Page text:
Clusters key to the growing the local food movement

Nov 30, 2014

Credit Northern Colorado Food Cluster

More cities want to take eating local food from just a hip trend to an economic generator. But as with many grassroots movements, there can be some growing pains along the way. That has some looking to the tech sector for lessons, as Harvest Public Media’s Luke Runyon reports.

Transcript of the audio story:

RUNYON: When you talk about the local food movement to an economist or an economic development team, you’re likely to hear the phrase “cute to scale.” That means up until this point a lot of the movement has focused on the cute: bucolic farmers markets and high-priced farm to table restaurants, leaving the back end stuff like distribution and processing untouched.

BIRKS: “It’s great to do all that farm to table stuff, but let’s now figure out how to make it impactful.”

RUNYON: That’s one of those economic development folks, Josh Birks, economic health director with the city of Fort Collins, Colorado.

Credit Northern Colorado Food Cluster

He wants the city to help make local food more accessible, and he wants it to add jobs and tax revenue to the local economy. To do that, Birk’s department is supplying seed money for something called an industry cluster.

These “clusters” help business owners share ideas and facilitate planning. They’re part policy council, part think tank, part task force and part trade association.

BIRKS: “We’re taking a concept that has been successful in more traditional industry areas, like technology, apps, or the renewable energy space and we’re trying to apply it to something that’s very different: a food system.”

RUNYON: And because it’s very different, forming a food cluster comes with a unique set of challenges.

[ambient sound]

COLPAART: “I think what the cluster wants to do is help organizations like yours stay afloat...”

Credit Northern Colorado Food Cluster

GUBER: “I guess it just hasn’t been conveyed enough how you guys are going to do that.”

RUNYON: At an indoor winter farmers market, Ashley Colpaart tries to sell the newly formed Northern Colorado Food Cluster to a prospective member. Colpaart is the Cluster’s coordinator.

COLPAART: “Part of the purpose of the cluster is to have dialogue that maybe would not have been had before and talk about the constraints in the food system, but also the opportunities.”

RUNYON: Colpaart says one the biggest challenges in growing a food system is lack of communication. Farmers who run small operations rarely have the time to network, and bigger companies don’t see the benefit in working with smaller entities. That leads to a food system where only the big companies talk with each other, and vice versa for the small guys, leaving the crucial connections in the middle absent and unformed.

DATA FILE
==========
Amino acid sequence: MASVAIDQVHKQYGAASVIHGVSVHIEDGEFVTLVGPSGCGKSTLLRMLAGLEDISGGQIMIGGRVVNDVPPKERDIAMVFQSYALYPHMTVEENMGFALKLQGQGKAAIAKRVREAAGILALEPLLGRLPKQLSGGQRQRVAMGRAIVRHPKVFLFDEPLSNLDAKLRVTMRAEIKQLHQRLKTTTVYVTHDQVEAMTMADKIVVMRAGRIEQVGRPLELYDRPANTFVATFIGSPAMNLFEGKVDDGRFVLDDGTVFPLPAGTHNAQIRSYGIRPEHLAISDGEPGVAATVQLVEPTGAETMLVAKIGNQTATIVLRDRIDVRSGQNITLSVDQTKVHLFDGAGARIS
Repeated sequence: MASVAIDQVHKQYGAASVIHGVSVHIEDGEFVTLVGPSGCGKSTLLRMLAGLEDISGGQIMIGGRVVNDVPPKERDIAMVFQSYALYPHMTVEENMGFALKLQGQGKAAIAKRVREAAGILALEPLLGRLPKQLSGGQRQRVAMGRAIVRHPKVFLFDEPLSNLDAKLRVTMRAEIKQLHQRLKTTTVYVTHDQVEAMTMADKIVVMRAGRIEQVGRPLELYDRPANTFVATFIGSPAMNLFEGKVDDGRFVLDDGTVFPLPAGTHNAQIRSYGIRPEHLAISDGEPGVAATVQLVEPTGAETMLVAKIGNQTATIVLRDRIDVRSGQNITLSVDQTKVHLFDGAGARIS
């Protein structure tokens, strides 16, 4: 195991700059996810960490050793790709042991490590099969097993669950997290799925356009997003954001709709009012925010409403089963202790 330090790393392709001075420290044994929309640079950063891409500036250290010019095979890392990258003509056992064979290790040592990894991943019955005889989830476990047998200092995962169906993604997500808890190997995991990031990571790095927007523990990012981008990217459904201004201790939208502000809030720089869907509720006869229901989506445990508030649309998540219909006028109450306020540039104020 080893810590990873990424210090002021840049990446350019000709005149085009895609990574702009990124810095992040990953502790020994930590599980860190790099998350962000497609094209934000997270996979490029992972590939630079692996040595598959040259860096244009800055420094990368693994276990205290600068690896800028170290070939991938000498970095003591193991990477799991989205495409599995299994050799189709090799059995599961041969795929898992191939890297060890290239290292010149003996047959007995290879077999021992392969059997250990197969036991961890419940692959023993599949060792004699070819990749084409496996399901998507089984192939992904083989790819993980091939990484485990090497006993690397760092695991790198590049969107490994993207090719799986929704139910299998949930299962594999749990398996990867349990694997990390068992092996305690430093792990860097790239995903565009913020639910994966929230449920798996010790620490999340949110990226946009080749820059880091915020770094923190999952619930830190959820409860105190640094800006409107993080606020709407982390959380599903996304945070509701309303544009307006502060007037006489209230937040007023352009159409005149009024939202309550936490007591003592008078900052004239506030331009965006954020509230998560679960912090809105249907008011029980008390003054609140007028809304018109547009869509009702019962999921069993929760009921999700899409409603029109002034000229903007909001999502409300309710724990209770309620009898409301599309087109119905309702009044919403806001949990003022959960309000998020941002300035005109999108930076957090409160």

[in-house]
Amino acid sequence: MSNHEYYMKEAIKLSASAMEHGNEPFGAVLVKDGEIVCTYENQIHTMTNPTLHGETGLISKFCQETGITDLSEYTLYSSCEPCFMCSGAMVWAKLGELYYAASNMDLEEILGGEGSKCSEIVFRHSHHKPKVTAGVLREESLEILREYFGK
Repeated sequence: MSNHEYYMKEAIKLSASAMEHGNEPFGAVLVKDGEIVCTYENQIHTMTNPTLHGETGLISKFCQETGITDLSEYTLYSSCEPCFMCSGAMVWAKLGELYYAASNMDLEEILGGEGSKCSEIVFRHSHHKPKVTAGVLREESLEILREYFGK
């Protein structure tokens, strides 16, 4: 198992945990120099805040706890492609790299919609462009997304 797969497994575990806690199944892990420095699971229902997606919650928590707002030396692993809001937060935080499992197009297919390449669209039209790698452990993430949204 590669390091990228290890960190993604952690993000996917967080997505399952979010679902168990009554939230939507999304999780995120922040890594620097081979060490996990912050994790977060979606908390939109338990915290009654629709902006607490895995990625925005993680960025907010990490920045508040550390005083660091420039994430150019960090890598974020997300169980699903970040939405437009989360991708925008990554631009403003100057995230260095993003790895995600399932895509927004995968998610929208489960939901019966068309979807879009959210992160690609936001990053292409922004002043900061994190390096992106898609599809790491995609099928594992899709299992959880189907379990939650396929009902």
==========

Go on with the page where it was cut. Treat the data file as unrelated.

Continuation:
COLPAART: “A lot of the constraints on agriculture is who controls the middle parts of the distribution chain and the processing and manufacturing all of that’s happening by very large companies that are controlling prices and access points .”

SOKOLOVE: “I don’t know that the average person really cares about aggregating and moving produce in big trucks.”

RUNYON: Diana Sokolove is with San Francisco’s planning department. The city also has a food cluster.

SOKOLOVE: “It’s kind of an ugly back end side of the business.”

RUNYON: Sokolove says there’s real passion for local food, but few people are thinking about the middle -- how to make it more profitable for farmers and more accessible for shoppers. That’s where cities can come in to identify and fortify clusters. Becca Jablonski is an agricultural economist at Colorado State University.

JABLONSKI: “So I think having some of organization that’s helping to bring together different constituents who are all part of the same food system and helping to think through different opportunities, at any scale, is really important.”

RUNYON: Jablonski says city officials have a vested interest in seeing local food take off to support jobs and feed people. Other local food clusters in cities like Louisville, Kentucky, and Portland, Oregon are also taking shape. But Jablonski says getting the local food movement away from just being cute, could mean a shift in what the word local even means.

JABLONSKI: “Is it just farms that sell at farmers markets directly to customers that are considered part of the local food system? Or are we talking about something much more broad? And I would argue that that broader definition is much more useful.”

RUNYON: And that broader definition includes the cute parts of the local food system... and the businesses that aren’t.

Luke Runyon, Harvest Public Media.